When Christmas was first starting to be celebrated among Christians not everybody joined in and the population in favour of Christmas was even accused of idolatry and worshipping the Sun. The cult of Mithra, which was also present in the area that is now Slovenia, was in complete ideological contrast with budding Christianity. It is said that, before that, Jesus’s birth had even been celebrated on 6 January and because they follow the Julian calendar this date is still used by Orthodox Christians.


And what is my stance on all this Christmas euphoria? During my travels I’ve seen plenty of religions and believers dedicated to them. I’ve photographed everything from the Tomb of Jesus in Jerusalem, militant Islamists in the Middle East and Far East to Hindus, Buddhists, animists and shamans all over the world. And all of them, and I mean ALL, were completely, unmistakably and without a shadow of doubt convinced that they (and only they!!!) are the ones who are right and that only THEIR god is the true one. But as I’ve said and written several times before … What provides them with guarantees for such claims? The number of adherents of their religion? Their teachings? Their religious texts? Their sermons? Their God? Their ego …??? And if we dare assume that, after death, we’ll be welcomed by the arms of, for example, Ik Onkar, the mysterious god of Sikhism believed in by only a tiny part of a small smidgen of human kind (only about 15 times the number of all Slovenians combined!); what would the rest of the 7.5 thousand million inhabitants of this planet say? Atheists and agnostics included …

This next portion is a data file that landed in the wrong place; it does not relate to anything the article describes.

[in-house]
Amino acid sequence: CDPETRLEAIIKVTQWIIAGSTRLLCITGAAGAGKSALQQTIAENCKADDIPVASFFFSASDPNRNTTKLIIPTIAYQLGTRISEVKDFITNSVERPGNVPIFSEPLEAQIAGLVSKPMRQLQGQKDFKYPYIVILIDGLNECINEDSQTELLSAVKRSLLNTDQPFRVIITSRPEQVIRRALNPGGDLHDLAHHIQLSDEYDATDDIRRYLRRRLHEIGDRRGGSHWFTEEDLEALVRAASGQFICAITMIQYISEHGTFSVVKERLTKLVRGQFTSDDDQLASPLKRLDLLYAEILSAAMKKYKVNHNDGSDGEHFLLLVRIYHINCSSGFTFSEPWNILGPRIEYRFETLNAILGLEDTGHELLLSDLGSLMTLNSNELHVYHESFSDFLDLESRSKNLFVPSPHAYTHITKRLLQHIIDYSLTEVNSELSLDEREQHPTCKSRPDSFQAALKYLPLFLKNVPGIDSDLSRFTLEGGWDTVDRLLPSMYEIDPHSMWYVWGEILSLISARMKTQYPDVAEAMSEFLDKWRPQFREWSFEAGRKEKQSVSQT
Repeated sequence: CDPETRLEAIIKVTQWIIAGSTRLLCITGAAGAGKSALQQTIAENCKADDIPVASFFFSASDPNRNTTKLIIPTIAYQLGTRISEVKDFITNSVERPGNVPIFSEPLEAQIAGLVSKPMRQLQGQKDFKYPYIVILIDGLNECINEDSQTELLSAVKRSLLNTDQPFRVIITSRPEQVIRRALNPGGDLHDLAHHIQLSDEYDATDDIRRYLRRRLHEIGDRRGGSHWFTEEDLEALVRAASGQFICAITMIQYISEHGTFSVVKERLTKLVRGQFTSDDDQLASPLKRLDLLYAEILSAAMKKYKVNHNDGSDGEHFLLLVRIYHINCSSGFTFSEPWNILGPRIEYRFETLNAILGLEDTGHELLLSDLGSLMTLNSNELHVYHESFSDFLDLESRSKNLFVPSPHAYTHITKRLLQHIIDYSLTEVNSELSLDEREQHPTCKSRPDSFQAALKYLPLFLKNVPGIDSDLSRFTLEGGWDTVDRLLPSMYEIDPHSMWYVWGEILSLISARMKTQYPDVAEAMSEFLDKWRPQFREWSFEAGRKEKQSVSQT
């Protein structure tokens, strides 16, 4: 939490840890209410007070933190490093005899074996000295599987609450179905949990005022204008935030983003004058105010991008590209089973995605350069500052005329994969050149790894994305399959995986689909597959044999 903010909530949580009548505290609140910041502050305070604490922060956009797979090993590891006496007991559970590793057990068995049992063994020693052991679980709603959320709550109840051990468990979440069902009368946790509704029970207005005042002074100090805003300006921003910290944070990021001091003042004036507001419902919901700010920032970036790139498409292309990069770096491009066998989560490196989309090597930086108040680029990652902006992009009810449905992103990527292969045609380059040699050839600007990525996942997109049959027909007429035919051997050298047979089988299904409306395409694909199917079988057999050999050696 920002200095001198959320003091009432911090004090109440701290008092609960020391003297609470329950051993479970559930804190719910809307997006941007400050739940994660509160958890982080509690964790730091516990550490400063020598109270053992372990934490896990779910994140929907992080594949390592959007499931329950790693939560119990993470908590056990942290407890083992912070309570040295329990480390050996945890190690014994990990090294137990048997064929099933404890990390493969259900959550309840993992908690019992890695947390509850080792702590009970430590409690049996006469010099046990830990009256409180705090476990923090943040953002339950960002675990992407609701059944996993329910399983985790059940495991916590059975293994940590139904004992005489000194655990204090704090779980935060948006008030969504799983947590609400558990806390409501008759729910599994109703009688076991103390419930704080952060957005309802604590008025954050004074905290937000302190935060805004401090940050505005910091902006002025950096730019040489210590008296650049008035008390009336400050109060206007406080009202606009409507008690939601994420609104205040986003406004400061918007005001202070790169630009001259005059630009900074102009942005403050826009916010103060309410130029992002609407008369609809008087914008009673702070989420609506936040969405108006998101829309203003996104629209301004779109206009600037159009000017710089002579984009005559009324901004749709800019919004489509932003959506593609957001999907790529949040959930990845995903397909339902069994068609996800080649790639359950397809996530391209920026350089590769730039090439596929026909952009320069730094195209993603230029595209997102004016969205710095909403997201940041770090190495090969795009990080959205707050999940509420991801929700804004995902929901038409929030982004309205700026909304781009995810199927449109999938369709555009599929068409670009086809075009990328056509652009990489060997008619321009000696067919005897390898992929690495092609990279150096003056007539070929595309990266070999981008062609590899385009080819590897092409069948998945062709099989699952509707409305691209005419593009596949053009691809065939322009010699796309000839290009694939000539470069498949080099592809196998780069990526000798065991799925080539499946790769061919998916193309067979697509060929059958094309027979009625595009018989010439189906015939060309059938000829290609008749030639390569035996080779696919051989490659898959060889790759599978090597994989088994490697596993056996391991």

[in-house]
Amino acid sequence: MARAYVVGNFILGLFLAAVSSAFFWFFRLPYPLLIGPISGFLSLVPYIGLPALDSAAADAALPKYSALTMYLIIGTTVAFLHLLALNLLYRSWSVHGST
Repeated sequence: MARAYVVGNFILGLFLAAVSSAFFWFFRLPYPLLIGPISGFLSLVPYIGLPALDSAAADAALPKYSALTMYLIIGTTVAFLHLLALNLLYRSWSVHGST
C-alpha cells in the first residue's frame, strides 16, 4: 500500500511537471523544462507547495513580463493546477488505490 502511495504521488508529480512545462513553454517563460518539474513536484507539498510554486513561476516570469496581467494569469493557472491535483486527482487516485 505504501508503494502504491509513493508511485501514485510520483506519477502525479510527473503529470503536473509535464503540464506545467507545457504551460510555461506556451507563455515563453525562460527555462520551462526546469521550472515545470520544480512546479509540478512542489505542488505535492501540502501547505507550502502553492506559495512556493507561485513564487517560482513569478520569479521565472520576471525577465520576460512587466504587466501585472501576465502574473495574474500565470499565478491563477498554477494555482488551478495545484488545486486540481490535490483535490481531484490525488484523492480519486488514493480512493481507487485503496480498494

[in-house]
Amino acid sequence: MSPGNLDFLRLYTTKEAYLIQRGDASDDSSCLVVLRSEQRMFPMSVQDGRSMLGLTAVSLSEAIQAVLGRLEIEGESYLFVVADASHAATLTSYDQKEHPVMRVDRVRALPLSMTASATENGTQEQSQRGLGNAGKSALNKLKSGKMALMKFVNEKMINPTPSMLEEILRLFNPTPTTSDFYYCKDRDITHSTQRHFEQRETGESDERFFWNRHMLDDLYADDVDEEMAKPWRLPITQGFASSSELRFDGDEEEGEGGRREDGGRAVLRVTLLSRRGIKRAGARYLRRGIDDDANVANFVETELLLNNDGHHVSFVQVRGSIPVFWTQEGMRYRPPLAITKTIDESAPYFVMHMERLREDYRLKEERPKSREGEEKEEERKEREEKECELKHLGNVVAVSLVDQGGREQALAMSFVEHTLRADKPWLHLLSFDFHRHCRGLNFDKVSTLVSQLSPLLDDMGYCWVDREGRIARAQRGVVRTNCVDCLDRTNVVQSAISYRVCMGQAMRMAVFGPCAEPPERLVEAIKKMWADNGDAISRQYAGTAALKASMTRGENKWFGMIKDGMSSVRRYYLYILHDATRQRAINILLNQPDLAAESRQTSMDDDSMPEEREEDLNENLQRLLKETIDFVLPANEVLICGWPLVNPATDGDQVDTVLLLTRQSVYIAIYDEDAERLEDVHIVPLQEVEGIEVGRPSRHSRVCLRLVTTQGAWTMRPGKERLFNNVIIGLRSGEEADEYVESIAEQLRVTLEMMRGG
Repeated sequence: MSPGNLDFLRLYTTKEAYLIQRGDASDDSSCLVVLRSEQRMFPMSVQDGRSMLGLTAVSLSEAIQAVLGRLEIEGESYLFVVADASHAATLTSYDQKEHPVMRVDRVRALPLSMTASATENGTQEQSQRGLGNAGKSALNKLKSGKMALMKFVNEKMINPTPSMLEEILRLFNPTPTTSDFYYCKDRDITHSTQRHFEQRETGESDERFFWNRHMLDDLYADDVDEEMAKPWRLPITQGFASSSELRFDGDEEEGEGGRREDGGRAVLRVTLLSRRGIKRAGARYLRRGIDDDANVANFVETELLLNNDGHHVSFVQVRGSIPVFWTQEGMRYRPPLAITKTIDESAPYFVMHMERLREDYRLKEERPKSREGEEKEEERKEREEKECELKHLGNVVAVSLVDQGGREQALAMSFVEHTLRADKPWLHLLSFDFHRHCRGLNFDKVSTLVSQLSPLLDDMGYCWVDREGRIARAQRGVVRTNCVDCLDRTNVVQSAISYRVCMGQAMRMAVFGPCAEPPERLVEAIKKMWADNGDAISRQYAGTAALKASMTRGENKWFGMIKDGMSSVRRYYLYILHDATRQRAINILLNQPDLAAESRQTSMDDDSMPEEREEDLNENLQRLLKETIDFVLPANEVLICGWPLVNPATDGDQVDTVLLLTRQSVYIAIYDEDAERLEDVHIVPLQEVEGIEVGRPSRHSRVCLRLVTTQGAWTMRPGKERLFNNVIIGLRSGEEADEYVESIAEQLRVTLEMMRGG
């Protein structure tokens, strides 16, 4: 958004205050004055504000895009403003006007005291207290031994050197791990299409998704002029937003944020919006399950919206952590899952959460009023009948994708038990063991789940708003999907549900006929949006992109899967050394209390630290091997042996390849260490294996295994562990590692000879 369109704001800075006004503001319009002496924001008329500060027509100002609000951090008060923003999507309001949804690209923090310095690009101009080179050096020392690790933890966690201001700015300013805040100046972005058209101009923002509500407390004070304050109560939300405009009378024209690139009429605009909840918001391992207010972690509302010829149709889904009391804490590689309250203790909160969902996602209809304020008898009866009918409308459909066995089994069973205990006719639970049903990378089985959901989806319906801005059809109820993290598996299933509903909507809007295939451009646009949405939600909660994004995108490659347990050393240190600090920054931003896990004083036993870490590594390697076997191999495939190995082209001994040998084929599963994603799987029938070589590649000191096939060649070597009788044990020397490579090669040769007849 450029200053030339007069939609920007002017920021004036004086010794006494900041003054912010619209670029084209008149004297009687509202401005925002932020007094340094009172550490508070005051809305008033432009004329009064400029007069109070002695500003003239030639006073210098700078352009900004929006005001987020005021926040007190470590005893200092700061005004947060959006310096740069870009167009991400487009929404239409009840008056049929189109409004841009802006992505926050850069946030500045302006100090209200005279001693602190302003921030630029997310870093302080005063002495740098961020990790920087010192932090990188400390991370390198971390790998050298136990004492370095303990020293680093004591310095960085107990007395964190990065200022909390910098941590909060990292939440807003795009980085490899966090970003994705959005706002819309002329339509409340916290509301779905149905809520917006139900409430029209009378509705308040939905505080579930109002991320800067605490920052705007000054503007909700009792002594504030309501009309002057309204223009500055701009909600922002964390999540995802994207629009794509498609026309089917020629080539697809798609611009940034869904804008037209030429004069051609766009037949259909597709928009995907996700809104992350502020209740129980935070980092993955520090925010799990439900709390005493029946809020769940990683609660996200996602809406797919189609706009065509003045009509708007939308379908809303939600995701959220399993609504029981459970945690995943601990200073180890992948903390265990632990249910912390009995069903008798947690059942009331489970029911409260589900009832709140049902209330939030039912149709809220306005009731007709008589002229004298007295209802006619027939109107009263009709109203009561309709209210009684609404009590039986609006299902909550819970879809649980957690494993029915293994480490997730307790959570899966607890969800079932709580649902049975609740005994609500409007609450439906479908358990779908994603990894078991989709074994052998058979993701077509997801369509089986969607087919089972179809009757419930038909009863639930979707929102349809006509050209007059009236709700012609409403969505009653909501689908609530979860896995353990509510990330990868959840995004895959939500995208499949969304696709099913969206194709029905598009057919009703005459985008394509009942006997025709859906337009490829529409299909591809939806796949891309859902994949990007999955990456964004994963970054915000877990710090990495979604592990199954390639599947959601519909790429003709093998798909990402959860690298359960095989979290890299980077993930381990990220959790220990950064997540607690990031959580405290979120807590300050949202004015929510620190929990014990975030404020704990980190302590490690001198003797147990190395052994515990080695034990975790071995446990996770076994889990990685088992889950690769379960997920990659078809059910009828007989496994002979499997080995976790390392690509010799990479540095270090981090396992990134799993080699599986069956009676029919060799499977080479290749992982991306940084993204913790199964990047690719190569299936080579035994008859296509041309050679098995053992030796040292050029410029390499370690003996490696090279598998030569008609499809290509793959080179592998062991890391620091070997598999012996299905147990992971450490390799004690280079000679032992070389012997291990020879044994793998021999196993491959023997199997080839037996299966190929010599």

But regardless of this godly statistic, I would, with all due respect, like to ask all believers just one thing: considering the large diversity of world religions it is inevitable that at least someone must be wrong in their religious teachings and theories … Are you prepared to accept the potential possibility of that someone being you?




Copts in the Church of the Nativity.


Orthodox church.


Islam (Sunni).


Islam (Shia).


Islam (Shia).










Armenian Apostolic Church.


Ethiopian Coptic church.


Animism in a Catholic church.




Seventh Day Baptists.


Mennonites (Anabaptists).






New Age esotericism.





Arne Hodalič
Arne Hodalič

My life-motto is “You can sleep when you’re dead!” and I stick to it every day in my life! I worked with the Company “Our Space appliances” for many years now, and together we have prepared numerous successful events, lectures and team-building articles for you to enjoy and read. The best part of it all is when Jure (the CEO of Our Space appliances) comes to visit my family and me at the seaside and together we can grill a tasty fish or 2. That’s when life becomes even better…